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Help me fill a gap in my server-side knowledge?

by Cody Fendant (Friar)
on Jan 25, 2013 at 23:22 UTC ( #1015425=perlquestion: print w/replies, xml ) Need Help??
Cody Fendant has asked for the wisdom of the Perl Monks concerning the following question:

I have built lots of sites based on perl with and MySQL. I'm self-taught (with the Monks' help) rather than a professional programmer.

However all of these sites have been on a stock web hosting account on an Apache server, with the simple model of:

  • browser requests URL
  • perl runs script at that URL (mostly using .htaccess and rewrite to fake "directories" so that /foo/bar/ is really ?x=foo&y=bar)
  • Apache serves up content after the script runs
  • script goes away

What I don't quite get is how the next, more professional kind of web app works, things based on Catalyst or Mojolicious etc. My question include, but are not limited to:

  • Do they require mod_perl?
  • How do you start and stop them?
  • Can I run this kind of self-contained app-and-server system on regular commercial hosting or do I need a VPS type setup where I'm root?
  • What happens if they crash or the server gets rebooted, etc?
  • Where is Plack in all this?
  • Could I easily convert my CGI-type sites to this model?
  • What makes this system better? Catalyst tutorials all say you can run the thing as CGI but it's not recommended.

As I said, I am totally confident in creating websites the "old" ("dumb"?) way, but this next step is a big gap in my knowledge. Is there a book or a tutorial aimed at taking me to that next level? Or can someone here sum it up succinctly?


  • I'm getting the idea that it's not more professional to create web apps this way, simply that the frameworks are big, and that they're slow if you don't.
  • I roughly get what Plack is now.
  • Three of my questions has been answered, I now know that you stop/start them as servers the way you can start/stop your Apache with apachectl and you make sure they restart with the server by setting up your /etc/init.d just the way you set up your FTP daemon or whatever, so you need that level of control.

Replies are listed 'Best First'.
Re: Help me fill a gap in my server-side knowledge?
by tobyink (Abbot) on Jan 26, 2013 at 00:34 UTC

    Plack is "middleware" that sits between the web development framework (Catalyst/Dancer/etc) and the server. It smooths out the differences between, say, CGI, mod_perl, FastCGI, etc so that they can be deployed in all those different ways with little effort.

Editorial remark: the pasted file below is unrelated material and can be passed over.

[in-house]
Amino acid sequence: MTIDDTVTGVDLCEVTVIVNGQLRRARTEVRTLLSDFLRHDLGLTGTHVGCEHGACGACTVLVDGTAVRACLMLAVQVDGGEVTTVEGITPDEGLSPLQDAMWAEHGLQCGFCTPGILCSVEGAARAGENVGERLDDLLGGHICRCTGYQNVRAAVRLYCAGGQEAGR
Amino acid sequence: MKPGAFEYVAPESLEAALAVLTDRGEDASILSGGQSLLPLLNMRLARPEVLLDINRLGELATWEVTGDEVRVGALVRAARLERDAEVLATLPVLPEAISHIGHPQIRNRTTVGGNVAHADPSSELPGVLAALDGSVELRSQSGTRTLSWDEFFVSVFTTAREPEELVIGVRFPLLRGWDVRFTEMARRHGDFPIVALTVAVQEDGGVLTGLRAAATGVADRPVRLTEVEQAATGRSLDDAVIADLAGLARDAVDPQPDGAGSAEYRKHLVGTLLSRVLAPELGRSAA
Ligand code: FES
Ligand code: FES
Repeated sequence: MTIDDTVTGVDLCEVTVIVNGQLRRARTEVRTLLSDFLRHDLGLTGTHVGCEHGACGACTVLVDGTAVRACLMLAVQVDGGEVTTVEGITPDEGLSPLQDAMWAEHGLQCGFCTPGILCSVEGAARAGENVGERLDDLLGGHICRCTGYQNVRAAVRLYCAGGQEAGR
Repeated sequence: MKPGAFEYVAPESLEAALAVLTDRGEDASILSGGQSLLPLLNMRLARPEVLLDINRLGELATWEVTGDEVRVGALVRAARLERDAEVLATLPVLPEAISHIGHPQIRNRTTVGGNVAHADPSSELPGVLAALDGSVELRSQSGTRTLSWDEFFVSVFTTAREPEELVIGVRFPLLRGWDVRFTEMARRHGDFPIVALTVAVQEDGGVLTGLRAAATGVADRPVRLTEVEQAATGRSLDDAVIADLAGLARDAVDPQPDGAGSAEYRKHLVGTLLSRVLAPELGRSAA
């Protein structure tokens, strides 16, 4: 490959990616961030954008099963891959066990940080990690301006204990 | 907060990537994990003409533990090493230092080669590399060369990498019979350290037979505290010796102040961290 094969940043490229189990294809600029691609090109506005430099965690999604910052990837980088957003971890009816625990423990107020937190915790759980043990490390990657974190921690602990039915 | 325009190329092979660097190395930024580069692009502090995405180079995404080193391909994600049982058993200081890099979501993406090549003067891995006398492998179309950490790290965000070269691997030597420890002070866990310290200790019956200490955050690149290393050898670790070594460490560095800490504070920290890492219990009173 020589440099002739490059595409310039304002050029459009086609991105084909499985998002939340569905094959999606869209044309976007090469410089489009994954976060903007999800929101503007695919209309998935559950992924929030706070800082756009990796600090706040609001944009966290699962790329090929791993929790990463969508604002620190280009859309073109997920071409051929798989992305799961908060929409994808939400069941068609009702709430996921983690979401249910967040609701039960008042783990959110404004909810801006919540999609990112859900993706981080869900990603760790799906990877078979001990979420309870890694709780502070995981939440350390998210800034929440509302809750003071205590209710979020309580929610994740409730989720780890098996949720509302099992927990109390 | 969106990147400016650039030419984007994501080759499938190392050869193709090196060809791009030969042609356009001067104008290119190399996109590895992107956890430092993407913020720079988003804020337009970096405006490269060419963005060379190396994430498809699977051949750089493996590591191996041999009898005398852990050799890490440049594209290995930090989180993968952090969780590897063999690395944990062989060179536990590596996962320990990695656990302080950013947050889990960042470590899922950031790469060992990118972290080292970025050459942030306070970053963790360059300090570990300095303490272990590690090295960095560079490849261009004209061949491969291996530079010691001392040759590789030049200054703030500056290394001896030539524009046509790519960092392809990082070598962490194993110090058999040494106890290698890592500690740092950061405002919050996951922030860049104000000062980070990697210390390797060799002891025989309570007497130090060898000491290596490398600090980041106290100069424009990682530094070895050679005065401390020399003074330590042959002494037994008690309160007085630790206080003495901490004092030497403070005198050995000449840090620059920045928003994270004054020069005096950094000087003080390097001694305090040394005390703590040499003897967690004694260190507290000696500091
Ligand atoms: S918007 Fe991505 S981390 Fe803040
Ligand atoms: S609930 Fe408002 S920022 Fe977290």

Plack-based websites can be deployed as CGI scripts. I have done this a number of times, and if you're careful you can get reasonable performance. However, if you use one of the larger frameworks like Catalyst, you'll find they run very slowly through CGI. This is because all the Perl modules used by the frameworks (in the case of Catalyst, this includes the Moose!) have to be loaded every request.

    Other deployment options allow some or all code to "persist" between requests. For example, mod_perl keeps compiled (i.e. Perl optree) copies of all the modules your script uses in Apache's memory, saving them from being re-loaded and re-compiled each request.

    Many deployment options do away with Apache or other "traditional" web servers altogether, instead using a web server written in pure Perl (or perhaps with a bit of XS to speed up the slow parts). Plack comes with the plackup tool which can be used to run many of these servers. If you've got the right permissions on the server you can write a shell script to start/stop the server and place it in /etc/init.d/ like all the other start/stop scripts on your machine that start/stop servers. Thus they'll restart when you restart the system.

    Some people will power some parts of their website with Apache and other parts with a Perl web server running on a different TCP port; they can then use Apache's mod_proxy to forward certain requests to the Perl server.

    If deploying via CGI or mod_perl, you certainly don't need root, and might not even need shell access.

    If deploying via other means, you probably want shell access and maybe root access.

    PS: here's an example of writing a tiny web app on bare Plack (no framework):

    #!/usr/bin/env plackup # Assume this file is called "greeting.psgi" my $app = sub { return [ 200, [ Content_Type => 'text/plain' ], [ 'Hello world' ], ]; };

    Just chmod +x greeting.psgi to mark it as executable, then run it at the command line. It will spawn a Perl web server on port 5000 of your computer. Type "http://localhost:5000/" into your your browser and lo and behold, a friendly greeting to the planet!

    If you want to deploy it on CGI, create an accompanying file called greeting.cgi containing just: